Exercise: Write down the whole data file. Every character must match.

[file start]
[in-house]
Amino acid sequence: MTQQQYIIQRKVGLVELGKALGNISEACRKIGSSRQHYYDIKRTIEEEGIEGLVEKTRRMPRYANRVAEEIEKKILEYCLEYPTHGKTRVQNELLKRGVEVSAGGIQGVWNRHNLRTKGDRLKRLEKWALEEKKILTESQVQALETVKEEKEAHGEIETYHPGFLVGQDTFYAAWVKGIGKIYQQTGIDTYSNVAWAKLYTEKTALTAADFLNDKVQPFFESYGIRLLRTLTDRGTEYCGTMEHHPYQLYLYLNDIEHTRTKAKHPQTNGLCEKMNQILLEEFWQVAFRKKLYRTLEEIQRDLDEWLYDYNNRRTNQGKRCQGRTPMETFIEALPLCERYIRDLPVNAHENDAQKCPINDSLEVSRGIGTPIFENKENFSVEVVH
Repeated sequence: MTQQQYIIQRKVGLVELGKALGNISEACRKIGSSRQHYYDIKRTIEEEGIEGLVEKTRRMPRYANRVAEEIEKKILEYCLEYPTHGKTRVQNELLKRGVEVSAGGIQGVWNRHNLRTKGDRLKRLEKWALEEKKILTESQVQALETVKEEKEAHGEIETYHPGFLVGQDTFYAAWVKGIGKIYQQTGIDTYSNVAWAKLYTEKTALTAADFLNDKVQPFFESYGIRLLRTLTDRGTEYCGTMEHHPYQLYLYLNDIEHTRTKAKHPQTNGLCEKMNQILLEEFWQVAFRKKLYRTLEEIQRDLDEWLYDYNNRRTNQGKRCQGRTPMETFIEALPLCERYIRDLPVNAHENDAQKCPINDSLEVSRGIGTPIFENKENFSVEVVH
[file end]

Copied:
[in-house]
Amino acid sequence: MTQQQYIIQRKVGLVELGKALGNISEACRKIGSSRQHYYDIKRTIEEEGIEGLVEKTRRMPRYANRVAEEIEKKILEYCLEYPTHGKTRVQNELLKRGVEVSAGGIQGVWNRHNLRTKGDRLKRLEKWALEEKKILTESQVQALETVKEEKEAHGEIETYHPGFLVGQDTFYAAWVKGIGKIYQQTGIDTYSNVAWAKLYTEKTALTAADFLNDKVQPFFESYGIRLLRTLTDRGTEYCGTMEHHPYQLYLYLNDIEHTRTKAKHPQTNGLCEKMNQILLEEFWQVAFRKKLYRTLEEIQRDLDEWLYDYNNRRTNQGKRCQGRTPMETFIEALPLCERYIRDLPVNAHENDAQKCPINDSLEVSRGIGTPIFENKENFSVEVVH
Repeated sequence: MTQQQYIIQRKVGLVELGKALGNISEACRKIGSSRQHYYDIKRTIEEEGIEGLVEKTRRMPRYANRVAEEIEKKILEYCLEYPTHGKTRVQNELLKRGVEVSAGGIQGVWNRHNLRTKGDRLKRLEKWALEEKKILTESQVQALETVKEEKEAHGEIETYHPGFLVGQDTFYAAWVKGIGKIYQQTGIDTYSNVAWAKLYTEKTALTAADFLNDKVQPFFESYGIRLLRTLTDRGTEYCGTMEHHPYQLYLYLNDIEHTRTKAKHPQTNGLCEKMNQILLEEFWQVAFRKKLYRTLEEIQRDLDEWLYDYNNRRTNQGKRCQGRTPMETFIEALPLCERYIRDLPVNAHENDAQKCPINDSLEVSRGIGTPIFENKENFSVEVVH